D.C. alcohol sales extended temporarily
D.C. nightlife, which has been booming along with growth in the city, is about to last longer at some establishments.
The D.C. Alcoholic Beverage Regulation Administration is testing a new city policy allowing extended alcohol sales before holidays.
Some bars that serve food have been approved for longer holiday weekend hours, and will be allowed to stay open for 24 hours.
And on holiday Mondays, they will be able to sell drinks until 4 a.m., instead of 3 a.m.
The Alcoholic Beverage Control board reviewed applications of 57 bars and approved 42 of them for the rest of this year, extending hours for Columbus Day, Veterans Day, Thanksgiving, and Christmas, and more next year.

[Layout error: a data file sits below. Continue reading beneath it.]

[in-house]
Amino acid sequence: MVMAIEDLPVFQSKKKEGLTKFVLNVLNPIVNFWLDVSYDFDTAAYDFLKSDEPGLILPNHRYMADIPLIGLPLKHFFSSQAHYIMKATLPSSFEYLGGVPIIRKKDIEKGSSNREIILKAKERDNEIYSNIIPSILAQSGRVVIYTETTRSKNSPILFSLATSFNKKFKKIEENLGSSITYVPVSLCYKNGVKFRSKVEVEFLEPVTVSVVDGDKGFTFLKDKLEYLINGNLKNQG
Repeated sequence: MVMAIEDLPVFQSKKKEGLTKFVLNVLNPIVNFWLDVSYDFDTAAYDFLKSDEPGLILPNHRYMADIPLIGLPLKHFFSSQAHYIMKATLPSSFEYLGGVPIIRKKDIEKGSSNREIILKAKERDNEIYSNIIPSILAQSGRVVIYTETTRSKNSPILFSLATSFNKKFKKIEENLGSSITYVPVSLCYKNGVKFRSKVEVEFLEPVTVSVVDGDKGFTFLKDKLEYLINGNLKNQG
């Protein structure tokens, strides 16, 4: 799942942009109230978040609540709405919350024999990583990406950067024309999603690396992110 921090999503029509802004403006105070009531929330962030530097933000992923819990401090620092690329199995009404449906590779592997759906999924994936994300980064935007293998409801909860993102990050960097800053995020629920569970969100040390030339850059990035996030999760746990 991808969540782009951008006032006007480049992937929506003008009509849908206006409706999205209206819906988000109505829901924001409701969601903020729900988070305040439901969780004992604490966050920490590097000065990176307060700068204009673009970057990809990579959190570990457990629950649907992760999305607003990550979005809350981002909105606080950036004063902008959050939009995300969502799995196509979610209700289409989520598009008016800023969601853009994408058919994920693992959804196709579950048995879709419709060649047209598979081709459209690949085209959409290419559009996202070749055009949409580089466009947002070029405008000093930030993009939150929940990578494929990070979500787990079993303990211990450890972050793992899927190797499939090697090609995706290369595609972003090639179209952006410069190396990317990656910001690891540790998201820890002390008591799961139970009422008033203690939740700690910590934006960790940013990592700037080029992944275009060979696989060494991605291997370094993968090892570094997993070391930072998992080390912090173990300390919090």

Mayor Vincent Gray and the D.C. Council agreed to allow the change before official federal and city holidays.
The move is designed to raise $3 million more in revenue from alcohol sales.
One councilmember voted against extended hours, but lost.
"There will be more drivers who are intoxicated," says Councilmember Jim Graham. "It will be more spillover affect of noise and everything else, that's for sure, and there wil be no subway and no bus."
Many bars in his ward are located in residential neighborhoods.
The Associated Press contributed to this story.
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